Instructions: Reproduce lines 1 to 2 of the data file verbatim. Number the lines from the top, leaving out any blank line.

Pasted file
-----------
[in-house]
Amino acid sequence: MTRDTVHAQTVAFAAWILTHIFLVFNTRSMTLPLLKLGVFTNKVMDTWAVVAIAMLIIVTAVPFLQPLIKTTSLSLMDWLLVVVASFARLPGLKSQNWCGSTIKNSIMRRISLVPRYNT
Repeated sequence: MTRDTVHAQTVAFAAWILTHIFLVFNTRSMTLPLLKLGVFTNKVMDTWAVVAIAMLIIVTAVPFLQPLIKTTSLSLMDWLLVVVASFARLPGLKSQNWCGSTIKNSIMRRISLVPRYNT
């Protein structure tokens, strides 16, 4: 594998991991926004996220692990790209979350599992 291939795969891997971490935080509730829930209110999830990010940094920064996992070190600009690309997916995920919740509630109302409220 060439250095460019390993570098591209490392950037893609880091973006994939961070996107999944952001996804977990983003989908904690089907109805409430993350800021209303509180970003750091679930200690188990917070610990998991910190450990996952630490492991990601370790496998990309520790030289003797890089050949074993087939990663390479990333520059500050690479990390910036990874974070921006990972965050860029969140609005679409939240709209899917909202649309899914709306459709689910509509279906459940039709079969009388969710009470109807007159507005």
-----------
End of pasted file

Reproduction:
[in-house]
Amino acid sequence: MTRDTVHAQTVAFAAWILTHIFLVFNTRSMTLPLLKLGVFTNKVMDTWAVVAIAMLIIVTAVPFLQPLIKTTSLSLMDWLLVVVASFARLPGLKSQNWCGSTIKNSIMRRISLVPRYNT